Keep on Exercising Your Compliance Program

Compliance has become a definitive segment of the corporate world. No longer is it codependent on risk and legal departments or human resources. When effective, it is a business function with its own two legs and agenda, a true seat at the boardroom table, and an accurate measure of a company’s commitment to transparency, business ethics, and proper handling of regulatory mandates. The problem is that compliance and all its elements are a lot like exercise.

Of course some people love to exercise. Exercise can motivate. It can energize. And generally, it adds to one’s overall health. If such a choice existed where people could forgo exercise but maintain their health however, it is reasonable to suggest that most would trade in the barbells and 30-minute HIIT routines for longer naps and a few more helpings of pie a la mode. We all know that this is fantasy, a fairytale, and that real consequences exist when we choose to eliminate exercise and nutrition from our daily and weekly routines. Compliance controls, audits and training initiatives are no different.

Companies’ compliance functions are barbells and HIIT routines. A dynamic compliance program harnesses its company’s risks and threats in exchange for undesirable grunt work without an immediate return. Like exercise, a compliance department is faced with the task of infusing dreadful tasks into a company’s cultural landscape. This means that compliance must be a routine part of business. It must be a topic discussed by executives, lawyers, operations personnel, middle managers and the alike, and other stakeholders including vendors and shareholders.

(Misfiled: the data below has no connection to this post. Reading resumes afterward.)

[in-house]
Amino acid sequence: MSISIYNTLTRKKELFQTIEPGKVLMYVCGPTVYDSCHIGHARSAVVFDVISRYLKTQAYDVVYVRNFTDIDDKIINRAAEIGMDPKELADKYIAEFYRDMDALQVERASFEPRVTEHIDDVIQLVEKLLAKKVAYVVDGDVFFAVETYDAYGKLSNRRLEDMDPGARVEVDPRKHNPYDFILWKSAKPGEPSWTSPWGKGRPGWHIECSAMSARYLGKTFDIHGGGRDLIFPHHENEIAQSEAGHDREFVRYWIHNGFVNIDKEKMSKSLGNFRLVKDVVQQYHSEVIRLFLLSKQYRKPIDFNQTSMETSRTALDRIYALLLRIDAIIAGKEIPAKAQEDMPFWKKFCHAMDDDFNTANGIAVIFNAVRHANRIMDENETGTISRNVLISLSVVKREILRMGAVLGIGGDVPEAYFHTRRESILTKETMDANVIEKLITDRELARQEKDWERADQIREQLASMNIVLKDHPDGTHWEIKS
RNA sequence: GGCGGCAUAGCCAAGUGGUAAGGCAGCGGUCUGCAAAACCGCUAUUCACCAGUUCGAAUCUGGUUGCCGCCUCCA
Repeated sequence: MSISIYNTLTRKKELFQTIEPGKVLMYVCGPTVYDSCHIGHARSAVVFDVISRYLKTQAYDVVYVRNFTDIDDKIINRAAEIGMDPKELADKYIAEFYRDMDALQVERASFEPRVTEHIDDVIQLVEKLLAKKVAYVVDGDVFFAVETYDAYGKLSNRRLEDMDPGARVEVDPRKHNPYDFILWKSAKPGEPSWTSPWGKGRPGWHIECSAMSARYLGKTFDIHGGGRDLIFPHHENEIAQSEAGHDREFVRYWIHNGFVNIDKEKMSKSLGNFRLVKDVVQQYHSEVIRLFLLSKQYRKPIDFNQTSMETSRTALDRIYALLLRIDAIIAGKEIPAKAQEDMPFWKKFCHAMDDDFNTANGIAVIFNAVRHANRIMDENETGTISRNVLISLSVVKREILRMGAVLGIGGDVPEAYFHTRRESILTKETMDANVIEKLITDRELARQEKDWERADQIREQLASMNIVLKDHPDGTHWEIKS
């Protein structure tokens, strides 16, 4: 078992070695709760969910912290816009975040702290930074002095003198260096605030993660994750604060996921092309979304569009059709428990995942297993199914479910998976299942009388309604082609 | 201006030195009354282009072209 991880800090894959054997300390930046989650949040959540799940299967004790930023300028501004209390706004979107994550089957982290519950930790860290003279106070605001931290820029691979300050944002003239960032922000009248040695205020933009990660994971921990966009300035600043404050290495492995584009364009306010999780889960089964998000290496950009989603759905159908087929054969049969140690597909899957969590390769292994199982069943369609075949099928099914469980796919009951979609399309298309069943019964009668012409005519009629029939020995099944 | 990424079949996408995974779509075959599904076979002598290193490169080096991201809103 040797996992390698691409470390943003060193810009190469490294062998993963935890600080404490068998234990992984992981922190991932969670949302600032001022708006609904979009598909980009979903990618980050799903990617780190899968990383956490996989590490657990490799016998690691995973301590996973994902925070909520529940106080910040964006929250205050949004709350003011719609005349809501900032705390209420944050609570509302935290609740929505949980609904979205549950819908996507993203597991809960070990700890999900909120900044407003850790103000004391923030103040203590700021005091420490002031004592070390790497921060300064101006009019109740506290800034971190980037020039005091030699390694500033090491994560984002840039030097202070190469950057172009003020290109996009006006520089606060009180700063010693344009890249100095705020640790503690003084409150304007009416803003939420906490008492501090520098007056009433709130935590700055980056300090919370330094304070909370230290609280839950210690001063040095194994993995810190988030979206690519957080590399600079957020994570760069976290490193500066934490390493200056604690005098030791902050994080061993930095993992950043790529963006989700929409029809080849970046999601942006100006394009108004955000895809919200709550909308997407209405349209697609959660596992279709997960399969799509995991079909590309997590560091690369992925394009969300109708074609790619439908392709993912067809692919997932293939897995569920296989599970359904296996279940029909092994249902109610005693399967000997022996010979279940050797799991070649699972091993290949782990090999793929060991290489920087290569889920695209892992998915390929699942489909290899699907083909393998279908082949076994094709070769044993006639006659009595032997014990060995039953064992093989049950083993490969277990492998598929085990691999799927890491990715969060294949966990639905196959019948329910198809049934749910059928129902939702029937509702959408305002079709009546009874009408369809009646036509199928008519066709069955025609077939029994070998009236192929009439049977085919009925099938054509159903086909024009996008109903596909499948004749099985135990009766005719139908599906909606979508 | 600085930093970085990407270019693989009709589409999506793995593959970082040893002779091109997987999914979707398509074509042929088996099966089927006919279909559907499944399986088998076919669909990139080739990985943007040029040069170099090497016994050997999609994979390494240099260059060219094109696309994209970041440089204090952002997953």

This is a difficult task to facilitate, and compliance departments should not focus on pushing this agenda as an outsider or referee. In order to get all segments of a business involved, compliance departments must focus on practical initiatives that feel less like mundane laps around a track and more like a high-intensity Zumba class—full of enjoyment, movement, creativity and old-fashioned fun.  

Engaging with executives, implementing procedures that focus on business ethics throughout employees’ tenures, and pitching new ideas routinely, are all part of a mature compliance program. There is no secret sauce in creating an ethical culture. Every company is cultural different and requires a custom approach to its compliance initiatives. This means that programs, audits, assessments and trainings must be engineered to garner support from the varying personalities and identities at an organization. Although compliance departments must stay abreast of regulatory changes and mandates, success endures when the people at a company are molded to appreciate the benefits of compliance, or when they understand that these routines are part of broader health goals, and not meaningless formalities.

A critical part of molding culture involves the operationalization of policies into effective procedures that simply flow with the organic makeup of a company. Compliance programs must be a mix of function and fun. By taking a strategic and creative approach, your compliance program may become the next hot topic at work, and if nothing else, maybe it will inspire some salsa dancing near the water cooler.